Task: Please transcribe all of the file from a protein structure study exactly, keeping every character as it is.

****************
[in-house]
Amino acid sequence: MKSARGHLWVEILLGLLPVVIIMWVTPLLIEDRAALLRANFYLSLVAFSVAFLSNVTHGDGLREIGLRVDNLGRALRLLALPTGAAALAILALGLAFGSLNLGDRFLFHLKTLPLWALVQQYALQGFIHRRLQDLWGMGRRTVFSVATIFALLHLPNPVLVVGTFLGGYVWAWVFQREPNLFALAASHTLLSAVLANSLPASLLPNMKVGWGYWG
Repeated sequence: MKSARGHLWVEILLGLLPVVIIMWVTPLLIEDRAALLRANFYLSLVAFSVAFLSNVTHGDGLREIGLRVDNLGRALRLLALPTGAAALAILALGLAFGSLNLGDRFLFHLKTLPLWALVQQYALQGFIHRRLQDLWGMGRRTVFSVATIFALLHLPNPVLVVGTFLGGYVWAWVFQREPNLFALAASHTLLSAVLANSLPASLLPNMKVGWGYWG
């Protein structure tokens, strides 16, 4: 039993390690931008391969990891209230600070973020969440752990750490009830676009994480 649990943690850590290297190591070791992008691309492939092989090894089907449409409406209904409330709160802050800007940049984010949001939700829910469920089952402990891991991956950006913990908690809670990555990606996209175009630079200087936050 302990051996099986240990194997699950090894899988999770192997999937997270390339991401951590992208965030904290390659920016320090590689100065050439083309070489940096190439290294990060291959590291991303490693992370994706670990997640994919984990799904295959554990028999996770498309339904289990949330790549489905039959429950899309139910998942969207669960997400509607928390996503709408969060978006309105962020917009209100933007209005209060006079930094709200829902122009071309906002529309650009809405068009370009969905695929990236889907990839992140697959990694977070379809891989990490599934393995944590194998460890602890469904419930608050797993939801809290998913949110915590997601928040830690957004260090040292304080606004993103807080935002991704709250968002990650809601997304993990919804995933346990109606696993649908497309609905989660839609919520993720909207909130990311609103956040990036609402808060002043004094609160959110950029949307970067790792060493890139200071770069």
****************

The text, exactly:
[in-house]
Amino acid sequence: MKSARGHLWVEILLGLLPVVIIMWVTPLLIEDRAALLRANFYLSLVAFSVAFLSNVTHGDGLREIGLRVDNLGRALRLLALPTGAAALAILALGLAFGSLNLGDRFLFHLKTLPLWALVQQYALQGFIHRRLQDLWGMGRRTVFSVATIFALLHLPNPVLVVGTFLGGYVWAWVFQREPNLFALAASHTLLSAVLANSLPASLLPNMKVGWGYWG
Repeated sequence: MKSARGHLWVEILLGLLPVVIIMWVTPLLIEDRAALLRANFYLSLVAFSVAFLSNVTHGDGLREIGLRVDNLGRALRLLALPTGAAALAILALGLAFGSLNLGDRFLFHLKTLPLWALVQQYALQGFIHRRLQDLWGMGRRTVFSVATIFALLHLPNPVLVVGTFLGGYVWAWVFQREPNLFALAASHTLLSAVLANSLPASLLPNMKVGWGYWG
């Protein structure tokens, strides 16, 4: 039993390690931008391969990891209230600070973020969440752990750490009830676009994480 649990943690850590290297190591070791992008691309492939092989090894089907449409409406209904409330709160802050800007940049984010949001939700829910469920089952402990891991991956950006913990908690809670990555990606996209175009630079200087936050 302990051996099986240990194997699950090894899988999770192997999937997270390339991401951590992208965030904290390659920016320090590689100065050439083309070489940096190439290294990060291959590291991303490693992370994706670990997640994919984990799904295959554990028999996770498309339904289990949330790549489905039959429950899309139910998942969207669960997400509607928390996503709408969060978006309105962020917009209100933007209005209060006079930094709200829902122009071309906002529309650009809405068009370009969905695929990236889907990839992140697959990694977070379809891989990490599934393995944590194998460890602890469904419930608050797993939801809290998913949110915590997601928040830690957004260090040292304080606004993103807080935002991704709250968002990650809601997304993990919804995933346990109606696993649908497309609905989660839609919520993720909207909130990311609103956040990036609402808060002043004094609160959110950029949307970067790792060493890139200071770069």